Marriage Lawsuits Keep Piling Up

What’s the hot new marriage trend for 2013? Litigation!

Following a decade(ish) of mostly-successful marriage lawsuits, more equality organizers than ever seem to be pinning their hopes on lawyers. In Pennsylvania alone, we’re up to three new suits: Governor Tom Corbett is suing pro-equality Montgomery County Clerk D. Bruce Hanes; one of the couples that Hanes married is suing Pennsylvania; and the ACLU is suing the state as well.

There’s never been a better time to rack up billable hours!

Meanwhile, things are heating up across the county as well: New Mexico will have its day in court in late October, at which point the state Supreme Court may grant marriage equality for the entire state (rather than for just eight counties, as it is now). And just a few days later, Hawaii will host a special legislative session, at which point they’ll have an opportunity to pass a marriage bill.

And with marriage equality working its way across the more liberal northern states, it’s time to start focusing on the redder areas: Kentucky now has a marriage lawsuit of its own.

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  • Mike

    The Texas Supreme Court in November will rule on whether a gay divorce is legal in Texas, potentially paving the way for gay marriage in that state. All eyes are on that case too.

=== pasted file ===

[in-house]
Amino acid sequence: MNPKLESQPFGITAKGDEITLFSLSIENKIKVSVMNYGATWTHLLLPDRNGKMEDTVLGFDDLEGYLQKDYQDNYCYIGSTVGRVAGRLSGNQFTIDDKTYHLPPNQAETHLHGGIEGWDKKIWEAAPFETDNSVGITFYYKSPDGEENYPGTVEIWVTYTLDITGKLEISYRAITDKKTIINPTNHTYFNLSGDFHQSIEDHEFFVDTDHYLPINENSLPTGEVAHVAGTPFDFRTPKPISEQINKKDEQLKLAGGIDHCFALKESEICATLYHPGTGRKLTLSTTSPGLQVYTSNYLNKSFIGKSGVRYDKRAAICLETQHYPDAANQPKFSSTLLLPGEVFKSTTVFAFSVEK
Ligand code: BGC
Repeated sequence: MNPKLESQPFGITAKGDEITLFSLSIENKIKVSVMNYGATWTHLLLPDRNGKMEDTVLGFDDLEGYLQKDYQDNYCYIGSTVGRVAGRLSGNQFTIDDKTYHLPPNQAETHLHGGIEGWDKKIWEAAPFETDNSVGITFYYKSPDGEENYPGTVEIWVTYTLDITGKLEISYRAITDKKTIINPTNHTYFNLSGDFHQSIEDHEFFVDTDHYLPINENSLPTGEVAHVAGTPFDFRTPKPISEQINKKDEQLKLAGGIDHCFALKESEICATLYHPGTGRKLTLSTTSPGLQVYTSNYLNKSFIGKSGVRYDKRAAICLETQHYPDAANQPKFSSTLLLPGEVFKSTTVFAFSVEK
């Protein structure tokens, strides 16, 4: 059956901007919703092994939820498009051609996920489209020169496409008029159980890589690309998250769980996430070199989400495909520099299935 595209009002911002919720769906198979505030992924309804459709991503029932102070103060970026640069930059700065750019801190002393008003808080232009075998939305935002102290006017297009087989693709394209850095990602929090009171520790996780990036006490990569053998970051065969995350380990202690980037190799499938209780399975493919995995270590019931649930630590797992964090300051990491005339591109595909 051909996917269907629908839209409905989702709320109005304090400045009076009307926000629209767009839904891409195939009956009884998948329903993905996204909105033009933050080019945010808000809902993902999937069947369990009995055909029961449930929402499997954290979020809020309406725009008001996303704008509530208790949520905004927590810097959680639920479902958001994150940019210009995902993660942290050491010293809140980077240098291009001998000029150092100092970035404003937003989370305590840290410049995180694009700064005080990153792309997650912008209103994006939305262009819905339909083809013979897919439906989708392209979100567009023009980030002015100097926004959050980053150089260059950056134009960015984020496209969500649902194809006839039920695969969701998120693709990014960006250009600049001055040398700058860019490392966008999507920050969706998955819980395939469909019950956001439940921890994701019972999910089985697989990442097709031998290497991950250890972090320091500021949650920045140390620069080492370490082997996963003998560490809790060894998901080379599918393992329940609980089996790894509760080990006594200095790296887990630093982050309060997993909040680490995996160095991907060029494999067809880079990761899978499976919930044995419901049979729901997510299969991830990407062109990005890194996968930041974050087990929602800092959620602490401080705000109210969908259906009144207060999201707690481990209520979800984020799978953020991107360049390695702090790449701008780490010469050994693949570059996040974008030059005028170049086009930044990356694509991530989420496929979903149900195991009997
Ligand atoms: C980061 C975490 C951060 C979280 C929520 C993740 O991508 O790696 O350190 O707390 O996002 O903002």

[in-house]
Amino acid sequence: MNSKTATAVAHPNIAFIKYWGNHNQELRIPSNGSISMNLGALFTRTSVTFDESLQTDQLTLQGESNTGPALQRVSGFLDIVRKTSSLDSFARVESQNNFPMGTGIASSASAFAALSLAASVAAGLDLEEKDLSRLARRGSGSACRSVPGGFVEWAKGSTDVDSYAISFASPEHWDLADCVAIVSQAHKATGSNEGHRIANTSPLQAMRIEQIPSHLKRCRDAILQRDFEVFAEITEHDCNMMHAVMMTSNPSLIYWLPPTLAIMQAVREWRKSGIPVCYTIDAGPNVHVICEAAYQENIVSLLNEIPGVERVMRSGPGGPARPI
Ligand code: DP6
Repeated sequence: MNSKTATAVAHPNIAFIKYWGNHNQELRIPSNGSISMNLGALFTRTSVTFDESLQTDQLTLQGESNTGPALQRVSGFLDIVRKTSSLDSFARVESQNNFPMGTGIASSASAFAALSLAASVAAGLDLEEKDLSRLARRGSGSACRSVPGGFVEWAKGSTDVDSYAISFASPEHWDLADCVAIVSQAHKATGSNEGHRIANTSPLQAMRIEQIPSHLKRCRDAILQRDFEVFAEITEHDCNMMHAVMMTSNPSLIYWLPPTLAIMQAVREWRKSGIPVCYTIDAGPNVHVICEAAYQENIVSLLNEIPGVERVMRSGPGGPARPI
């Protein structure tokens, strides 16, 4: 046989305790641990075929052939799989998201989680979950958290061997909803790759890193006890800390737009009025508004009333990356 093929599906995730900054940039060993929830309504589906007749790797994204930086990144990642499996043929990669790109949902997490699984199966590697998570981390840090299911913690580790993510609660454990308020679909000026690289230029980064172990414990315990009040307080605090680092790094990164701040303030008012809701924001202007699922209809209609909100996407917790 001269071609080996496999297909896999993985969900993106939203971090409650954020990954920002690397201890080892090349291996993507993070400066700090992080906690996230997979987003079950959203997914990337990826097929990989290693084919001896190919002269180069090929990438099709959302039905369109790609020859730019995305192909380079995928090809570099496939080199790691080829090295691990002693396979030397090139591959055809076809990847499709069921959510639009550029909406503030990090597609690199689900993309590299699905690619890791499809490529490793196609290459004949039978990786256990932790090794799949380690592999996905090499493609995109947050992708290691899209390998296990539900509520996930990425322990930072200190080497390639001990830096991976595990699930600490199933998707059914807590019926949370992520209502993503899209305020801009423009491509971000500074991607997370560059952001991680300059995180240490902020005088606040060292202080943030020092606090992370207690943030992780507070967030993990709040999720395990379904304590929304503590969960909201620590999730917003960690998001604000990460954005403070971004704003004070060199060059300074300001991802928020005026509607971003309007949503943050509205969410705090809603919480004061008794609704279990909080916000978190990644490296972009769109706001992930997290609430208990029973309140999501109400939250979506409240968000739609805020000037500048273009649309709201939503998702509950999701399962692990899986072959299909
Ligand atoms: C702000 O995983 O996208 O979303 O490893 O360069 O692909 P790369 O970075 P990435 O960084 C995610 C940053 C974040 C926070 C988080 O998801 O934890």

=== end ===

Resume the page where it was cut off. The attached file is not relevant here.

• Dakotahgeo

    Ah smells me some rich lawyers in the makin’. Keep it up, red states… y’all are making fools of yerselves!

  • damon459

    I see trip is trolling all the comments sections. Oh well that’s life in Queerty. As to those red states we may have some issues a simple lawsuit won’t fix in at least some of them. Take Montana for instance, we have a constitutional amendment which passed the voters and was upheld by state supreme court. The only way to overturn it at this point is either by ballot, or by federal law.

  • jwrappaport

    @damon459: Au contraire, good sir. A federal court could find that the Montana amendment (or really in any state) is in violation of the 14th Amendment’s guarantee of equal protection, and subsequently enjoin its enforcement. Not all hope is lost!

  • jwrappaport

    @damon459: Also, a federal law would not likely help. The Perry case reinforced the principle that marriage laws are the province of the states, not the federal government – that’s one small reason why the Supreme Court struck down DOMA. A federal law supporting marriage equality would violate that federalism principle in the same way, I think.

    Practically speaking, it doesn’t matter, because Congress will not conceivably support a marriage equality bill in the foreseeable future. This fight will go down in the judiciary.

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